Still, this does not do anything to alter my disagreement with ecological antinatalism on core philosophical grounds.  As the rest of the series shows, there are many non-ecological reasons to voluntarily extinguish ourselves.

Philanthropic Antinatalism

My reasons in this category consist of practically every reason listed in Part II.  I would still find bringing children into this world pointless at best and cruel at worst. My reasons boil down to three basic matters:

1) Everybody dies 

Among the most unavoidable yet most debilitating of these rules is "Everybody Dies". No matter how much a now-deceased person enjoyed their life,  no matter how little objection they had to the rules of the Game of Life, death erased their memories. Therefore, from the deceased’s “perspective”, it's as though their life never existed in the first place (more about similar issues in “Teleological Antinatalism”). True, if there is a realm of wonderful afterlife, this could render moot these arguments. However, there's also a possibility of eternal damnation, as discussed in Part II (and again later in this Part), with all its associated difficulties.  Therefore, this doesn't provide an assured escape hatch any more than having a wonderful but finite living existence does.

Most people agree that, in normal circumstances, forcing someone into a situation likely to debilitate a person is a gross injustice. Likewise, given the above, I find it cruel to create a child who inevitably must confront the fact that they will die one day, no matter how good a life they will have (or worse, face an afterlife of damnation of some sort).  For these reasons, I believe a life that doesn't last literally forever is extremely unlikely to be worth creating in the first place.

It does no good to appeal to notions like living on through our children (which I don't believe we do in any case). The child is not his or her parents in any sense beyond the purely genetic one, ultimately the least important aspect of their identity. After all, they do not inherit the knowledge and experiences of their parents. The child is the child, with his or her own personality, memories, free will, and so forth.  While it's true that some personality and behaviorial traits are heritable, they often require a whole plethora of environmental and social circumstances to activate them.  This proves conclusively that parents do not really live on through their children, except perhaps in the poetic sense that the parents’ descendants remember that particular parent.  Therefore, we can safely dismiss this notion as more a product of wishful thinking than hard provable fact.

It’s also futile to counter with the common views that humanity must go on, we live on through our descendants, etc., even if we don’t really live on through our children.  Such arguments do nothing to defeat the claim that death renders childbirth morally debatable at best, but merely sidestep it. This claim cannot account for humanity's inevitable demise, as briefly touched on in Part II. Therefore, same arguments applying to individual death ultimately apply to humanity or our descendant species (if any) as well.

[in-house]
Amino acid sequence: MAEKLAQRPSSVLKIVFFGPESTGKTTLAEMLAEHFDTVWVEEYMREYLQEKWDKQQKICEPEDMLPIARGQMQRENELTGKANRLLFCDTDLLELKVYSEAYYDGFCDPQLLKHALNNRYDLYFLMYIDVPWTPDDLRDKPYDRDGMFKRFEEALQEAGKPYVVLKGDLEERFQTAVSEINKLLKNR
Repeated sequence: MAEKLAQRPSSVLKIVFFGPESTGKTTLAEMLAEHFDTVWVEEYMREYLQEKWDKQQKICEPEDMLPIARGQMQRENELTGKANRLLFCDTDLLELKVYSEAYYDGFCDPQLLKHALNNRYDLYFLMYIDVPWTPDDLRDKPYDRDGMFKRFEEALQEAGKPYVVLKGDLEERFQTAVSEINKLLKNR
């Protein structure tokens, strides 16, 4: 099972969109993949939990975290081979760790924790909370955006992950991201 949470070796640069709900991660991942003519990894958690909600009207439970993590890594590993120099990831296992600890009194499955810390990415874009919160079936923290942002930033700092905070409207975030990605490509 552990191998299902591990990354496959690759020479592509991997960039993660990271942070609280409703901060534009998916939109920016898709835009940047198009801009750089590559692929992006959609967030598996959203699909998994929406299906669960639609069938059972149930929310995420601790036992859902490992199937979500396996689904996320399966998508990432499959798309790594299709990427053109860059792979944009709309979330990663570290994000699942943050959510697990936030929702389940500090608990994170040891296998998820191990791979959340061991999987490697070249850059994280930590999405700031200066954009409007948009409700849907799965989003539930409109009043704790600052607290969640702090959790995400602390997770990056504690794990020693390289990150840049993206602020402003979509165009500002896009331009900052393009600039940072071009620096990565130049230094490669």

2) The inevitable sufferings of this world. If, like me, you object to too many rules of the "sport" of life to actually like playing it (with death/extinction being the inevitable final outcome), then why should you force other humans not yet born to play it? Why subject someone to death, sickness, stress, and the drudgery of life if you can mitigate against it? That alone was enough to make me take a second look (and a third, fourth, etc.) before finally deciding not to have children. Furthermore, the rules of "Life" include not only the aforementioned unavoidable difficulties but human-caused avoidable difficulties as well - namely the worst aspects of human nature, with all its irrationality and disagreeability. This reason for non-procreation is one you either appreciate or you don't, so I'm not going to waste time justifying this one point. 

The only way I know of to completely and permanently eliminate our ability to suffer is to use transhumanist technologies (gene-engineering, neurological engineering, and brain-computer merges and/or uploads) to reprogram ourselves so that we lack emotions, a survival instinct, and nerve endings allowing for pain sensations.  This even includes eliminating our ability to feel boredom and existential pain,  which are really just two aspects of emotional pain.  However, taking this route will make us essentially glorified robots in the classical connotation of the word - a consciousness completely devoid of emotion or free will (perhaps any kind of will at all); operating only under the rules of logic and their programming.  Whether or not any one person actually wants to be such an entity is a different matter, but the vast majority of people will violently object to changing themselves in this way (though as always there will be at least a few exceptions to the rule, perhaps even yours truly should by some small chance the technology becomes available and I happen to have the means to gain access to it).